Greencoat engaged WE to carry out the mechanical services installation as part of substantial fi tting out works at existing office accommodation. The sub-contract incorporated the JCT SBCSub/A 2005 Standard Building Sub-Contract Agreement Revision 2 2009 terms. Provision was made for WE to apply for payment on the second to last Friday of each month and for Greencoat to issue a payment certifi cate within one week thereafter; the fi nal date for payment was to be 45 days after receipt of an invoice by WE. WE submitted Application No 10 for payment for a net sum of £488k. This included breakdowns as to how that fi gure was reached. Greencoat certifi ed that a net sum of only £16.6k was due, again providing breakdowns against various heads of work done, variations and withheld items. Under the sub-contract, payment was due by 14 January 2012 On 8 December 2011, WE’s consultants confi rmed that they did not accept Greencoat’s assessment. They started adjudication proceedings 6 days later.

Greencoat said that the adjudicator eff ectively had no jurisdiction on the basis that no or no material dispute had crystallised because the date for payment had not yet accrued, and because relief for payment was sought which the adjudicator could not award because the obligation to pay had not arisen. The adjudicator replied saying “I also doubt that the fact that payment is not yet due is a good point”.  

The Judge agreed saying that it was clear that there was a dispute as to whether £488k or some other sum was due. The Judge noted that it would be illogical to say that there cannot be a dispute about an interim valuation of work unless, until and after the valuation falls due for payment. The fact is that here there was a dispute about the interim valuation and that dispute was referable to adjudication. Any dispute would cover the items put forward for withholding, as eff ectively Greencoat was arguing that the items and quantum then claimed could and should be deducted, whilst WE was arguing that they could and should not be deducted.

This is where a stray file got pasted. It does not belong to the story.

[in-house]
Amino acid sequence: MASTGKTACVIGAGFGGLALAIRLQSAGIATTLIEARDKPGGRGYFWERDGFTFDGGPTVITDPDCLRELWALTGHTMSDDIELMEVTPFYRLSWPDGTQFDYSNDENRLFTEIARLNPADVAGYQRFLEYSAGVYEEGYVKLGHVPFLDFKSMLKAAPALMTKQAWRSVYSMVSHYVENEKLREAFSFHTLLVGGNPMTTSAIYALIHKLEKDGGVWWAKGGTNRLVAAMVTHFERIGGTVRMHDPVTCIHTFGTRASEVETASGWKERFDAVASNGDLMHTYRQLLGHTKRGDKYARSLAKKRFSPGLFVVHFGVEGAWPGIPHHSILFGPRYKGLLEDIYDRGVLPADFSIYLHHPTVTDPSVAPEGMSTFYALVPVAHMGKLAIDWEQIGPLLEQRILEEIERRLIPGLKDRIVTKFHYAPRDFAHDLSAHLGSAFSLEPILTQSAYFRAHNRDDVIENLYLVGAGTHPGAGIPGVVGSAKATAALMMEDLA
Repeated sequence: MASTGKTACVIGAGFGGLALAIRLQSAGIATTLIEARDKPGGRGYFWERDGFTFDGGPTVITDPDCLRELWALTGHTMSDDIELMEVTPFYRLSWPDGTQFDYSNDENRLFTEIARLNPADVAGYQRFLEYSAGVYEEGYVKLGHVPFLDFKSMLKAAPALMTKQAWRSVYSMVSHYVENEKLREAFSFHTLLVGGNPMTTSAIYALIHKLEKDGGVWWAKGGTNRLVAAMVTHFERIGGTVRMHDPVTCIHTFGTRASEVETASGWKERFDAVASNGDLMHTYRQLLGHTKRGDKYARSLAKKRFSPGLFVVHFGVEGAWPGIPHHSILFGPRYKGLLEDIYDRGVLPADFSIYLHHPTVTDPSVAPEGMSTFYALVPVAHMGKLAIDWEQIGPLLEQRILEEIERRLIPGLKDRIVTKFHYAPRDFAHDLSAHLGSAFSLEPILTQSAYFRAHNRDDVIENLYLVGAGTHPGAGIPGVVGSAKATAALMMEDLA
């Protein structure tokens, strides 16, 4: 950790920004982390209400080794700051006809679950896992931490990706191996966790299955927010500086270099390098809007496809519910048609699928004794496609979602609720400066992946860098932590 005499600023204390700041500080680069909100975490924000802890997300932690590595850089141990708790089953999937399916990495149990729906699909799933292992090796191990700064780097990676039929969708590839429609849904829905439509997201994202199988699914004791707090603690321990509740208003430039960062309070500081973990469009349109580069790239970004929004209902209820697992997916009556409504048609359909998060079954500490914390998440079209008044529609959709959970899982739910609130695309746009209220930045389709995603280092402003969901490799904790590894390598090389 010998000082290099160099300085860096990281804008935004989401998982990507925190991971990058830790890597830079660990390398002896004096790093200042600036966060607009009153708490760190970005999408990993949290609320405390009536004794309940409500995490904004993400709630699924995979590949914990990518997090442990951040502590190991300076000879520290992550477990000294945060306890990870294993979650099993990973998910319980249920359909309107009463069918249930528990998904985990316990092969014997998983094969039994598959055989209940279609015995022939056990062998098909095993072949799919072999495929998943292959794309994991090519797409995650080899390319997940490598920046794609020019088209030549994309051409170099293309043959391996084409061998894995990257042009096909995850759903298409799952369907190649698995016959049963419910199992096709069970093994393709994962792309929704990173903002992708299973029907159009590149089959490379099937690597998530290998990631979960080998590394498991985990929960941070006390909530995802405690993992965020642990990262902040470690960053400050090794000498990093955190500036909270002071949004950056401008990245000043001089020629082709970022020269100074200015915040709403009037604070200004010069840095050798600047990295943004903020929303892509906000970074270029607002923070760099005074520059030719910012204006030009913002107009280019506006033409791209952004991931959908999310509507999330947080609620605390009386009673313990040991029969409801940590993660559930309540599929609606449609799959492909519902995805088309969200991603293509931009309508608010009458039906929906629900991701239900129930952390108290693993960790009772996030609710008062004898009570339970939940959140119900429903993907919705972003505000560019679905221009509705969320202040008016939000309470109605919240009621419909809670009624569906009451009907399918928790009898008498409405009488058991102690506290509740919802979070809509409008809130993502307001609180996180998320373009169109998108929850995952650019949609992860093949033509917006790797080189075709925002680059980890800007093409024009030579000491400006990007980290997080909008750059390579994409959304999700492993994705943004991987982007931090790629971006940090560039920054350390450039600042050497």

There were however two items totalling approximately £25k which were not part of or within the confi nes of the dispute as they had not been mentioned before they emerged 22 days into the adjudication process. The Judge was of the view that, he was able to sever that part of the decision where the adjudicator did not have jurisdiction and reduce the total sum due accordingly. To act in this way was entirely consistent with the principles set out in the Cantillon v Urvasco decision where Mr Justice Akenhead himself had noted that:  

  1. If the decision properly addresses more than one dispute or diff erence, a successful jurisdictional challenge on that part of the decision which deals with one such dispute or diff erence will not undermine the validity and enforceability of that part of the decision which deals with the other(s).
  2. The same in logic must apply to the case where there is a noncompliance with the rules of natural justice which only aff ects the disposal of one dispute or diff erence.

So far as costs were concerned, the Judge decided that WE had succeeded, substantially, having recovered just over 90% of its claim. Whilst there was substantial argument in relation to jurisdiction and Greencoat had won some of these arguments, this was not a case for reducing by percentage the overall entitlement to costs.